Yahoo! Bounds into Broadcasting

With an entertainment industry executive at its helm and an avowed plan to add more broadband services, it’s not been a question of whether Yahoo would get into the on-demand Web programming business, but when, and how well it would handle the opportunity.

At least one of those questions seems to have an answer, with the Sunnyvale, Calif.-based Web portal signing deals with Carsey-Werner Distribution and allFOOD.com to syndicate their programming online.

Through the agreement with Carsey-Werner’s CW eDistribution unit, Yahoo Broadcast will run free, full-length TV episodes, on demand. The agreement covers music videos, celebrity interviews, comedy television, movie clips, classic commercials, golf tips, and “extreme cliffhangers”.

Through a separate deal, New York-based allFOOD.com, a unit of MinuteMeals.com, will be Webcasting segments through Yahoo Broadcast. Those segments will include streaming videos of recipes and cooking tips from culinary experts.

Yahoo also inked deals for on-demand viewing of specific events. The Web portal said it would stream a one-hour, edited version of a never-before-seen Sting concert, recorded Sept. 11 in Tuscany, Italy. (The concert was to have been Webcast live.) Through an agreement with organizational training firm FranklinCovey, Yahoo Broadcast also will show highlights from a two-day conference, “Managing Change & Strengthening Families.”

Yahoo is wagering that its new programming will woo broadband users — who already download an average of 12.9 million hours of streaming video each month from its site, it said — and advertisers, who covet the combined brand-building and direct-response opportunities involved in TV-like ads being delivered online. Because Yahoo isn’t charging for the Broadcast service, the agreements signal a continued faith in advertising revenue, as opposed to subscription-based income, which the portal has also taken strides to enhance.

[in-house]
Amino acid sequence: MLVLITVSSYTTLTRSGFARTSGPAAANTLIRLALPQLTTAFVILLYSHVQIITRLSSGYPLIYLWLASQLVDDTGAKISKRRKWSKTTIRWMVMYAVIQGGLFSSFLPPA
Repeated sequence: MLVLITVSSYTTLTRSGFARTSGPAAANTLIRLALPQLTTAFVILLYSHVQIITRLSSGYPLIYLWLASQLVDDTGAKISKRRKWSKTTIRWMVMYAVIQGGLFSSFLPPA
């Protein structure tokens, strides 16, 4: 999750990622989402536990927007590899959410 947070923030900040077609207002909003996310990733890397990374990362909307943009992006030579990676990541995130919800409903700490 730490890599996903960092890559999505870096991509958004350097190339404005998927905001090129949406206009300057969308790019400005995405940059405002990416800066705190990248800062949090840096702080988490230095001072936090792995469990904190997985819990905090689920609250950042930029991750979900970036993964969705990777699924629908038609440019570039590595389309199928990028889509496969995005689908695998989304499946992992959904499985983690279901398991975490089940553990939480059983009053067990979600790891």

Such a deal has long been expected following the appointment of Terry Semel, onetime co-chairman and co-chief executive of Warner Bros., to the portal’s top spot. Widely regarded during his studio career as one of the most powerful figures in Hollywood, Semel also is considered one of the studio’s saviors, leading, with co-CEO Robert Daly, Warner Bros.’ efforts to grow from dependance on a single, precarious source of revenue into a full-fledged media giant.

It’s a story which Yahoo and its shareholders would no doubt like to see repeated. Through Monday’s deals, Yahoo is not only aiming to boost viewership and the advertising dollars that hopefully follow, but also to bring in revenue through associated e-commerce. For instance, while allFOOD.com clips play in Yahoo Broadcast’s window, a side panel displays information and links to buy books, food and other products online.

But the Internet portal remains extremely limited in the shows it can broadcast. So far, the only show specified by Yahoo and Carsey-Werner for rebroadcast online is “Townies,” a failed 1996 ABC sitcom starring Molly Ringwald and Jenna Elfman. In addition to “Townies,” Yahoo Broadcast’s TV section features a Bugs Bunny cartoon, the original Mr. Potato Head commercial and news coverage from NBC affiliate KWOC-TV in Davenport, Iowa. Similarly, its Sports section features dated oddities like “Strange NFL Plays.”

While it appears to be coming up short on blockbusters, Yahoo sees considerable potential in the deals. While the agreement didn’t disclose how much the Web portal would figure in future syndication deals, Carsey-Werner controls distribution for such venerable hits as The Cosby Show and for popular new series like “That 70s Show” and “Third Rock from the Sun,” both produced by its parent, Carsey-Werner-Mandabach.

It’s unlikely that Yahoo will see the distributor’s best-known series anytime soon. (For one reason, syndication agreements for major network shows are often sewn up years in advance.) But in the meantime, both Yahoo and Carsey-Werner seem to think of the deal as a way to offer less widely popular offerings to niche audiences.

“Yahoo enables us to engage people on a new level,” said Robert Raleigh, president of domestic television distribution for Carsey-Werner Distribution. “It is the ideal platform for people to see shows that they might not otherwise be able to access. There is a wide variety of programming that, for one reason or another, cannot be found on TV but which is nevertheless very popular with certain audiences. Yahoo makes it possible for us to bring those audiences what they want to see easily and economically.”

Added Yahoo Broadcast general manager Marc Montoya, “As an independent media company, we are providing consumers with the kind of television, movie and music programming that is not available anywhere else on the Web. This reinforces Yahoo as a valuable destination for users, advertisers and marketers.”

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